While Vietnam is renowned for its animal diversity, its plants should not be underestimated. During the period since the last sighting of the silver-backed chevrotain, an astonishing 1,136 new species of plants have been described from Vietnam, more than 20% of which are orchids.

Worthy of special mention among these are the alluring and brightly coloured slipper orchids. These orchids have a petal that evolution has modified into a pouch-like slipper to aid pollination. When insects fall into the open pouch while searching for nectar, the only way out is to squeeze their way through an opening at the back of the pouch, in the process depositing pollen from elsewhere and picking up more from the plant.

Unfortunately, the black market is to thank for many recent discoveries of slipper orchid species. With 99% of South-East Asian tropical slipper orchids at risk of extinction, their international trade requires a permit subject to the highest possible level of control – equivalent to the protection rhinos receive.

However, highly desired by collectors, a booming illegal trade continues. Like many others, the Vietnamese slipper orchid was identified from plants being traded on the black market before it was ever found in the wild. By this point it was selling for more than US$5,000 a plant, with nearly $1m worth being traded illegally in the first years after its discovery.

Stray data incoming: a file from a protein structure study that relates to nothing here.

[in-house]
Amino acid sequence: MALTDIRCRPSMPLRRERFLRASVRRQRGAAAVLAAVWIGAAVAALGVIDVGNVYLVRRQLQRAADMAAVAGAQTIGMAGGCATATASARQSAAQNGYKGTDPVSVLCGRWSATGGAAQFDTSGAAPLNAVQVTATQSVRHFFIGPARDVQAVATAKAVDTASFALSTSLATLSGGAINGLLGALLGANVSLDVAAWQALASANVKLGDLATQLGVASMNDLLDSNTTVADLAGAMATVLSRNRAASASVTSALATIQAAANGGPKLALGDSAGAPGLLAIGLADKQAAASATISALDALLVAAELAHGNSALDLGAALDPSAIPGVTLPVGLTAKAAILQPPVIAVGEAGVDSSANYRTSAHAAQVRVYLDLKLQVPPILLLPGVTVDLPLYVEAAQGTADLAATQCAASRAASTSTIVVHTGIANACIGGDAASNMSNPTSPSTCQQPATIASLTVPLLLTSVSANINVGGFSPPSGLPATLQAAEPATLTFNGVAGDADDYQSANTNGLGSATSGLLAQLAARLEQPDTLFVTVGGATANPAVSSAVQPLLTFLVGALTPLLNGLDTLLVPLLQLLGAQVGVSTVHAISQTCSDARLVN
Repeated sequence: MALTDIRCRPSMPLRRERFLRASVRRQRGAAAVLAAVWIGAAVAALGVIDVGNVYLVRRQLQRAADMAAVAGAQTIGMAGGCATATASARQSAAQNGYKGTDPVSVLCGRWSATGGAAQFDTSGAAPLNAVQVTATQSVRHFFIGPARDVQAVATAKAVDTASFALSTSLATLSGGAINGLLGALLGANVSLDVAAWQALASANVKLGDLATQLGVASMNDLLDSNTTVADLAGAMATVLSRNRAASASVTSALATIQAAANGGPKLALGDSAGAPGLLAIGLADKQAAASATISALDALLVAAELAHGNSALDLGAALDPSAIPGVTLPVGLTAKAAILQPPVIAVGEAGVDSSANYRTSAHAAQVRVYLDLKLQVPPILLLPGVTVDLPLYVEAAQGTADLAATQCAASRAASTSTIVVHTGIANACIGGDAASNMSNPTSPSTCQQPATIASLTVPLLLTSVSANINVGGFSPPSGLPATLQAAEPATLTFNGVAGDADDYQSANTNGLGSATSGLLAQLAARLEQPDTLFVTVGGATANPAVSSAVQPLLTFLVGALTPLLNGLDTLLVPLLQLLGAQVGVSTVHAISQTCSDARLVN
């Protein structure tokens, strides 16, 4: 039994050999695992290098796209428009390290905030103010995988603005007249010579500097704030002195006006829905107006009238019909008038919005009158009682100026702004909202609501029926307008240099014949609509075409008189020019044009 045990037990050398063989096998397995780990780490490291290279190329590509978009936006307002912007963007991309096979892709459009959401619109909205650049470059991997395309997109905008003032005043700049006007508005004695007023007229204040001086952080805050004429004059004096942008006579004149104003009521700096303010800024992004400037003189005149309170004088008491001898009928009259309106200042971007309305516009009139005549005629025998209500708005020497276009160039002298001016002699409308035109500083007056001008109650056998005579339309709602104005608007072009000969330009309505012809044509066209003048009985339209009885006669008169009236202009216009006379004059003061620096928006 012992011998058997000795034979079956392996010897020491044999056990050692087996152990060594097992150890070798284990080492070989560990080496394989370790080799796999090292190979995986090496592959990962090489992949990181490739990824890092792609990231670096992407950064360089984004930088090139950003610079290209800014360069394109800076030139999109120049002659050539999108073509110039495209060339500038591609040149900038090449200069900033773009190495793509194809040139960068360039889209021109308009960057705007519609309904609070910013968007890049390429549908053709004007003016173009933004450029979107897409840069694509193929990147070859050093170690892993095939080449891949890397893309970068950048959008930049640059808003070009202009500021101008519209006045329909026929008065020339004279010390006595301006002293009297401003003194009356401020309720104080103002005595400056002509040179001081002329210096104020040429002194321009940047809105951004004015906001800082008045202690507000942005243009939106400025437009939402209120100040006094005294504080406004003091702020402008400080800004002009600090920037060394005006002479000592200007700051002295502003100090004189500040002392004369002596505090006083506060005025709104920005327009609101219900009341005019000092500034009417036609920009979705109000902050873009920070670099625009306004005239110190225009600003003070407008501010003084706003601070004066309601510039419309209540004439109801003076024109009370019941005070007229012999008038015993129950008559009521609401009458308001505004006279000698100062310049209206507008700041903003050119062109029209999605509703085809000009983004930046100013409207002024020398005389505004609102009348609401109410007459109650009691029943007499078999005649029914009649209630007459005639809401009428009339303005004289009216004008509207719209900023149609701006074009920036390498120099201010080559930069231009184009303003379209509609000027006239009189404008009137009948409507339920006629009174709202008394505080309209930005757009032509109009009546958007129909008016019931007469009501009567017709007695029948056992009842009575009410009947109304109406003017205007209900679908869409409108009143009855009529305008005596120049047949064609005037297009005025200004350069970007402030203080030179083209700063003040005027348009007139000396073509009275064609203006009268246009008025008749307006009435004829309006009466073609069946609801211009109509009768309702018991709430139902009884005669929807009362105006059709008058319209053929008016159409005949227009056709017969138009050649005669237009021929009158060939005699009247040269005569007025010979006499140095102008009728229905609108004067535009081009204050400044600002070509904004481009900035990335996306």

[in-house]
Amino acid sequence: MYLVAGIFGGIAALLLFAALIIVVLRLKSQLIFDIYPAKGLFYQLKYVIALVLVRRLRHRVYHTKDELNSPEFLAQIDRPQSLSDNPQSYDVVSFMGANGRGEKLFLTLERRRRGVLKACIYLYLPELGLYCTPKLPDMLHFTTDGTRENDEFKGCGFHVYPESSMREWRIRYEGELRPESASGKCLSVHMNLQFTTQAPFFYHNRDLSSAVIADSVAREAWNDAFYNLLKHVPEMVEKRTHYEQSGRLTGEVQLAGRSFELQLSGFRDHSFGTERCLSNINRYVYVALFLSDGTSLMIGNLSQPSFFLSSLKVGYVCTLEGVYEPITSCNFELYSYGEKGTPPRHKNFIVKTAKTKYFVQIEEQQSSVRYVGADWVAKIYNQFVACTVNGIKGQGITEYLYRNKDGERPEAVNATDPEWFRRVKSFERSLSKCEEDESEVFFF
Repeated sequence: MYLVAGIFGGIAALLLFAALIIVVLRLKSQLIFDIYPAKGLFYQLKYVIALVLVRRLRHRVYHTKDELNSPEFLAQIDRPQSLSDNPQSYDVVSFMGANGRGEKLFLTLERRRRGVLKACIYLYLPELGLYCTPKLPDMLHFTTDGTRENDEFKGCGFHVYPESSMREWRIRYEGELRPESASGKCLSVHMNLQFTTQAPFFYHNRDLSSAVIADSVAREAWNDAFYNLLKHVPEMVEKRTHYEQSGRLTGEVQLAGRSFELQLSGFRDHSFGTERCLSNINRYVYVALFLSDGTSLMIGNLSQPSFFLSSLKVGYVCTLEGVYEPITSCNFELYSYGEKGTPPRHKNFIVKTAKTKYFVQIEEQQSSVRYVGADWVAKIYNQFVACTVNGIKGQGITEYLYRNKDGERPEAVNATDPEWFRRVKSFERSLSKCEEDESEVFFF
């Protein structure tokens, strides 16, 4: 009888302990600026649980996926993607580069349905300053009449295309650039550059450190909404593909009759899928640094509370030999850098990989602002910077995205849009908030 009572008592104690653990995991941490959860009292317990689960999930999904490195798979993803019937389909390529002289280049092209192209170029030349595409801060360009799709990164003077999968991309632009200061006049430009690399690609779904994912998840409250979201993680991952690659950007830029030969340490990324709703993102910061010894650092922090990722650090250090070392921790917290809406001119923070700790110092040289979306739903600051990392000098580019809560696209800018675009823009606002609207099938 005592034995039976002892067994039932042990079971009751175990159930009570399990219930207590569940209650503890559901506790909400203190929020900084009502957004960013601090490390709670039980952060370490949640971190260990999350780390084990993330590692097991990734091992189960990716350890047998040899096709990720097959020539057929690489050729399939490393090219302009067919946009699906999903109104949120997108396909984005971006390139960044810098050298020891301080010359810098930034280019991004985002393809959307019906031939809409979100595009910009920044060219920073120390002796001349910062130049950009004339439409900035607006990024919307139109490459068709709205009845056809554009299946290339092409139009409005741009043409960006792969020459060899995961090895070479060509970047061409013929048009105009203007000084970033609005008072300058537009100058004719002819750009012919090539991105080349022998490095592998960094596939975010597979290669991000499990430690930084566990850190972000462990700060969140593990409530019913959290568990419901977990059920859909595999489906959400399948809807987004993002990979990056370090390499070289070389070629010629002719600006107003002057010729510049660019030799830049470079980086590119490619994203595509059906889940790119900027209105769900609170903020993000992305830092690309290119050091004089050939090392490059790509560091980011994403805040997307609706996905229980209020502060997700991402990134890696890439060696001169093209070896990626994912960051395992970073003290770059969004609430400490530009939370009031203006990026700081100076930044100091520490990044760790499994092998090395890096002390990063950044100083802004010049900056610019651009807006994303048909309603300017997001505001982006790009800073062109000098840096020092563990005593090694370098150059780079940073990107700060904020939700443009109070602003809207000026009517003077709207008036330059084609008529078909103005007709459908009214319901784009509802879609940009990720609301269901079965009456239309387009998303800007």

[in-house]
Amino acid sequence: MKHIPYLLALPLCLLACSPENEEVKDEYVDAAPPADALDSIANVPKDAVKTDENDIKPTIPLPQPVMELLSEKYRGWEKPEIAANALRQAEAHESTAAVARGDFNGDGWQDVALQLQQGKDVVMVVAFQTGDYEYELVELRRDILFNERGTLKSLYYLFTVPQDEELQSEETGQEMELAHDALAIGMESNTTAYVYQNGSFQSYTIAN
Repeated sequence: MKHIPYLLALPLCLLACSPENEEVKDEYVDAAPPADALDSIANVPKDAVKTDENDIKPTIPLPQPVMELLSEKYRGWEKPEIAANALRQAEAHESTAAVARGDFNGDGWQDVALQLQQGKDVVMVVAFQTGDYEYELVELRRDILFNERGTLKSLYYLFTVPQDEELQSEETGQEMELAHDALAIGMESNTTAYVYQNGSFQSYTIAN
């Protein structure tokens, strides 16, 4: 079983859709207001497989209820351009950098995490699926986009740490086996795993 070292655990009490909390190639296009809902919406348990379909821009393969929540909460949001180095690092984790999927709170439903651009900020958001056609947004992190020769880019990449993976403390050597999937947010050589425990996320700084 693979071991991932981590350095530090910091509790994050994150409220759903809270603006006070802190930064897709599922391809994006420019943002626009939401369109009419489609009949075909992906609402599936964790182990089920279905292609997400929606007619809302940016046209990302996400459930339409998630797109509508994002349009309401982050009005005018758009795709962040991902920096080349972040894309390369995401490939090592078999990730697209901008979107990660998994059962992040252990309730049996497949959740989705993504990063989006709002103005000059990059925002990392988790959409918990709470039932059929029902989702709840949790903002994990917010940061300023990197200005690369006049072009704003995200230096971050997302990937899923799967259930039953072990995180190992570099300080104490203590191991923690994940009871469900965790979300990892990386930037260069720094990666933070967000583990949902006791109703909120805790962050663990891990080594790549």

The Vietnamese slipper orchid. Not to be confused with… Naoki Takebayashi/Wikimedia Commons, CC BY-SA

The Vietnamese slipper orchid followed the path of many orchids before it. Delenat’s slipper orchid, which also has a defining pink slipper, though less intense in colour, was itself thought extinct in the wild for 70 years after its initial discovery in 1922.

…Delenat’s slipper orchid. Naoki Takebayashi/flickr, CC BY-SA

The situation changed in the early 1990s when plants started turning up on the international black market in the US, Europe and Japan. In these first few years, an estimated six tonnes of the orchid were stripped from the wild – an astronomical amount considering the weight of an individual plant. This flood of black market plants led scientists to mount an expedition, which eventually led to it being rediscovered in the wild, near the silver-backed chevrotain’s home.

Uncertain future

Regrettably, these scientific identifications have had little impact on the black market trade – both in orchids and other species. In fact, all of the species discussed in this article are either “critically endangered” according to the IUCN Red List of threatened species, or there is so little data that no determination can be made.

This begs the question: how many species have become extinct before they were even discovered? The clock is ticking down on Vietnam’s unique wildlife as its forests empty. Hunting and habitat destruction have decimated species across the country – in a single national reserve set aside for the saola and other rare animals, 23,000 snare traps were found in 2015 alone. Despite intensive surveys, no verifiable sighting of a saola has occurred since a photo was last taken of one in 2013. The country’s last known rhino was shot by poachers in 2010, while bears, elephants and primates are barely hanging on.

That the silver-backed chevrotain has managed to dodge hunters’ snares thus far is some cause for optimism. The future of this tiny deer and other invaluable wildlife in the country hangs in the balance – and it’s up to us which way the pendulum swings.